By K Raveendran
Prime Minister Narendra Modi went to Davos World Economic Forum to sell his great India story to the world. But even before he could make a pitch, he lost his cause. Damning conclusions in two separate reports about the performance of his government put him in the spot and placed a discount on whatever he was about to claim. And even his promise to replace red tape with red carpet sounded just as hollow as most of his other fancied slogans. Davos sent him back, reminding him that it believed his story was a sham.
The numbers were really sticking out and they hurt deeply. An Oxfarm annual survey said that the richest 1 percent Indians cornered 73 percent of the wealth generated in the country and some 67 crore Indians, comprising the country’s poorest people, saw their wealth rise by just 1 percent. Worse still, over 30 percent of all Indians survived on a daily income of less than 2 dollars. In a book titled ‘India Income Inequality, 1922-2014: From British Raj to Billionaire Raj’, two French economists noted that inequality in India may be at its highest level since 1922, with the top 1 per cent of earners making 22 per cent of all income — a ratio that has increased rapidly over the last three decades.
Establishment economists and analysts have raised doubts about these numbers and assumptions. That’s fine; they are only doing what they are being paid for. But the truth is that India’s economic inequality is too obvious to demand any numbers. If it is 50:50, or 40:60 or even 30:70 you need numbers to prove the assumptions. If it is 1:6, which is supposed to be the prevailing income disparity level, the argument simply stands and there is no rocket science involved. A detached view of the countryside: the level of poverty, squalor, the wretched life that we see juxtaposed with the height of luxury all present a filthy picture no one can miss.
No doubt, India has progressed a lot, just as the whole world has. It is a momentum provided by time and space and as such natural. And that process will continue irrespective of the policies of the government of the day. So we have seen an improvement in the living conditions of people all over India. But we have not seen the kind of transformation that has happened in certain other parts of the world, like Korea, China and even Vietnam. That is where the Indian state and the government have failed the people. Modi came to power promising such as a transformation. But, into the fourth year, he has miserably failed. Most of his programmes have remained as empty slogans. Slogans do have the power to move the masses, from Obama’s ‘yes, we can’, to Indira Gandhi’s ‘garibi hathao’ to Modi’s own ‘sab ke saath, sab ka vikas’. But slogans cannot carry the day for ever. Obama ended up doing pretty little, Indira Gandhi’s garibi hathao in effect became ‘garib hathao’, and Modi’s ‘vikas’ manifests into anything but progress.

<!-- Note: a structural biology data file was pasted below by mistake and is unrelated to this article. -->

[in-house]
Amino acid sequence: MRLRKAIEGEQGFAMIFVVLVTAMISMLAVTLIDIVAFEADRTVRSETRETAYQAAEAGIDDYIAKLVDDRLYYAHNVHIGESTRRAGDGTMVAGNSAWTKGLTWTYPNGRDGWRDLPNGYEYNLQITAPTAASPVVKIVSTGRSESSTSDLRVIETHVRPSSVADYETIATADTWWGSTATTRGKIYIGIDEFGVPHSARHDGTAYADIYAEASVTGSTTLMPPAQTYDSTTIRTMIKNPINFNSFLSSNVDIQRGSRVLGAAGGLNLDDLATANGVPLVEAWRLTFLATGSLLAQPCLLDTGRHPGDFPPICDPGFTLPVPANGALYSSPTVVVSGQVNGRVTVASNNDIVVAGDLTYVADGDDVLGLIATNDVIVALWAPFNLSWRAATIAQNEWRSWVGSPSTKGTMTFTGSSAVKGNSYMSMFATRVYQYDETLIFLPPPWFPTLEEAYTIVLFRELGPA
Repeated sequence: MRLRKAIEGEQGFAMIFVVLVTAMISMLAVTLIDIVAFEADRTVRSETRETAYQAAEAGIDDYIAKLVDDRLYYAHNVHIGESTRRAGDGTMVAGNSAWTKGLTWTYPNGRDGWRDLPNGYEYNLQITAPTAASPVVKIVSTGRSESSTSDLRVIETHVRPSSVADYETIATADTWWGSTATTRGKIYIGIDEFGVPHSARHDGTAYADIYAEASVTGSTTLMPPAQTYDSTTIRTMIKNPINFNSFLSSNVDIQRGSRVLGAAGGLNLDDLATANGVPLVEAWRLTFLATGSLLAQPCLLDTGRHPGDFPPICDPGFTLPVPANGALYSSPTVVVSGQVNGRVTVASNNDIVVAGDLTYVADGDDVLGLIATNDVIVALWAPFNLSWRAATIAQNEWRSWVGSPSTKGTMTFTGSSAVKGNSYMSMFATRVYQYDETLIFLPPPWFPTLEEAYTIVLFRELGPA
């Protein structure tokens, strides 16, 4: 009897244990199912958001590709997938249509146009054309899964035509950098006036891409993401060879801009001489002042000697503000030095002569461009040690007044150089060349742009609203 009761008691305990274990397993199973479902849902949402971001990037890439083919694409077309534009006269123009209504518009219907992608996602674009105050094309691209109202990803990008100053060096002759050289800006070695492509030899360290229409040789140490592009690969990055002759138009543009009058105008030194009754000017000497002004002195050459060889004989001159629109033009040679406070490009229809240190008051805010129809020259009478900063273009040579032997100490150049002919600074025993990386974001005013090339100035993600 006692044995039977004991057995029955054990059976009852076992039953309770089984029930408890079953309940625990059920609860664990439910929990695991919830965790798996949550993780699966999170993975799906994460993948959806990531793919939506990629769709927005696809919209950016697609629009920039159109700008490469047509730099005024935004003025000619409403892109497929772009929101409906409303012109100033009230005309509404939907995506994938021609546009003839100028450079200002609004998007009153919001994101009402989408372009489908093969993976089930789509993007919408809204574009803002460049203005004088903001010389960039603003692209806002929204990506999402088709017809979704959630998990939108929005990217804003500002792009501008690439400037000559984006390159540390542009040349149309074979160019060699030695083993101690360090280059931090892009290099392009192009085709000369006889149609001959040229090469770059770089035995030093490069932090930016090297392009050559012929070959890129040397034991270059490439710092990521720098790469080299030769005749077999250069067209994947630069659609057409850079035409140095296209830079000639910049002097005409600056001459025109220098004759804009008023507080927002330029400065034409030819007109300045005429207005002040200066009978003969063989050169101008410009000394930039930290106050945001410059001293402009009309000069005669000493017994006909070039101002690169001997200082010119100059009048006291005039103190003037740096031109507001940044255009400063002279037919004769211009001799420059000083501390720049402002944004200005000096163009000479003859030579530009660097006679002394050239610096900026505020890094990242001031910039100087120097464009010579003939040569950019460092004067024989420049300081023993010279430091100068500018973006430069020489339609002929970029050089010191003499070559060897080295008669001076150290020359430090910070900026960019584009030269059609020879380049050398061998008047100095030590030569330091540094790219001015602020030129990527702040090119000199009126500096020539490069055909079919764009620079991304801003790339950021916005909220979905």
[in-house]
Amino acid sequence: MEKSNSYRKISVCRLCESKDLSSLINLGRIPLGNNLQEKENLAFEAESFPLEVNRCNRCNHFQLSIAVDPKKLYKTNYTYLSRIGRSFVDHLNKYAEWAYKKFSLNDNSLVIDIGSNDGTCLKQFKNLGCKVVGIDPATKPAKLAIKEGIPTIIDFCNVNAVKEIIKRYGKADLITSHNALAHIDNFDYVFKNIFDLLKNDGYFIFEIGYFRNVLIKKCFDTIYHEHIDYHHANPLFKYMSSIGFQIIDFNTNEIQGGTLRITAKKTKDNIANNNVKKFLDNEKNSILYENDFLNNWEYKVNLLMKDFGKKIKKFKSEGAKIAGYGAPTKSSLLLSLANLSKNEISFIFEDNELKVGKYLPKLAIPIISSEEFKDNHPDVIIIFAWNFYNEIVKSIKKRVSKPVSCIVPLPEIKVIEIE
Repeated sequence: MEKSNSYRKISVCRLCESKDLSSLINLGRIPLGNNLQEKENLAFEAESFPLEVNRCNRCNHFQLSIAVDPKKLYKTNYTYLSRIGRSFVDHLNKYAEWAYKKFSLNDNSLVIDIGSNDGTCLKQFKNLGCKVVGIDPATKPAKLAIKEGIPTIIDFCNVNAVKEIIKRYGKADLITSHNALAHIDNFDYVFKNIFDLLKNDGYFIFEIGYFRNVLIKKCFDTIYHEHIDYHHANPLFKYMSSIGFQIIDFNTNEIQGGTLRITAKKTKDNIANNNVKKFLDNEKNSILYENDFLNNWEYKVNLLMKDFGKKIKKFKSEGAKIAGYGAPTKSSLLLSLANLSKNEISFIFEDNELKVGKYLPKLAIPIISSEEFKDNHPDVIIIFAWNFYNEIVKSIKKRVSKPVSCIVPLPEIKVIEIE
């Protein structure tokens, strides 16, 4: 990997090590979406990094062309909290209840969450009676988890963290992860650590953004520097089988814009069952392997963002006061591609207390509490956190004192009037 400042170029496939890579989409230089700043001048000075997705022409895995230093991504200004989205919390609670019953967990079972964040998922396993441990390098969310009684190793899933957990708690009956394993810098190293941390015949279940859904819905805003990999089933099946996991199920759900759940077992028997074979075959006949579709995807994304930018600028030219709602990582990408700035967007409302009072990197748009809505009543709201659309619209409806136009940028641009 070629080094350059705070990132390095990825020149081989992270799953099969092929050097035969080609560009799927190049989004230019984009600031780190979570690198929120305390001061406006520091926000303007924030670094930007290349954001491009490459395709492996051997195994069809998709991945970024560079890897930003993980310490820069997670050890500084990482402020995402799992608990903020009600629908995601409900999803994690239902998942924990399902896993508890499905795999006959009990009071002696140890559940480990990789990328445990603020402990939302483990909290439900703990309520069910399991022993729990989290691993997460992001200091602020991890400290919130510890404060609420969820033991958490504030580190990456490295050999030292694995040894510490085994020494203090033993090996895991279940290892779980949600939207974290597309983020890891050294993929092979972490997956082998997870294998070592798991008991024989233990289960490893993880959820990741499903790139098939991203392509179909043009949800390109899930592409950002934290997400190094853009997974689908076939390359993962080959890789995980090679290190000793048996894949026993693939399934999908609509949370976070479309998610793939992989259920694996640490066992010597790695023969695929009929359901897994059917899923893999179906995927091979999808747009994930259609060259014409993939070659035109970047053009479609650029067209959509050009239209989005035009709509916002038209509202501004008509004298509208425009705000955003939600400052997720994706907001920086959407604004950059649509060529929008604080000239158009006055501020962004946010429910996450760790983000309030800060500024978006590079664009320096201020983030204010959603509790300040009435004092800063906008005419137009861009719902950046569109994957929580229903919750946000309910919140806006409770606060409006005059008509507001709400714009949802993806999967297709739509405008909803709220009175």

As we ruminate over the celebration of India’s 69th Republic Day, which we did in style with an unprecedented 10 heads of state and governments in attendance, we find it is a totally muddled picture that emerges. Undesirable tendencies are raising their ugly head all around, shaking the very foundations of the nation. There is clamour over the Constitution and the need to fight efforts to undermine its integrity and character, which obscurantist elements are out openly to do. The Constitution needs to be defended at all costs. But we also have to dispassionately examine whether the Constitution has really lived up to the ideals that its framers had envisaged. The makers of the Constitution had presupposed a certain value system and moral standards, but these are completely out of sync with the age of decadence and moral turpitude that we are living in. The statute needs to be re-armed to deal with the new situation; otherwise it will continue to fail the nation.
We have seen the unthinkable happening with some of our revered institutions. The judiciary, which we thought was above all these dangerous portends, is facing a collapse from within, with a section of the judges themselves coming out in the open, saying that the integrity of the institution is under a cloud. We were told not to do or say anything that would apparently influence the mind of men sitting in judgment so that they would not err in their conclusions. Even yawning in the court was supposed to constitute contempt of the court as it showed irreverence. It is from there that we have reached a situation where the chief justice of the highest court is facing the prospects of impeachment for allegedly conducting the affairs of the court in ‘less than desirable’ ways. Judges have staged an open mutiny against the court establishment saying that their conscience does not allow them to keep quiet. What more can happen to such a hallowed institution, one of the most important pillars of democracy?
When things come to such a pass, we cannot just turn our heads the other way and pretend that nothing has happened. There is a systemic malaise, which can be removed only through a major surgery. It may be painful, but it is unavoidable.
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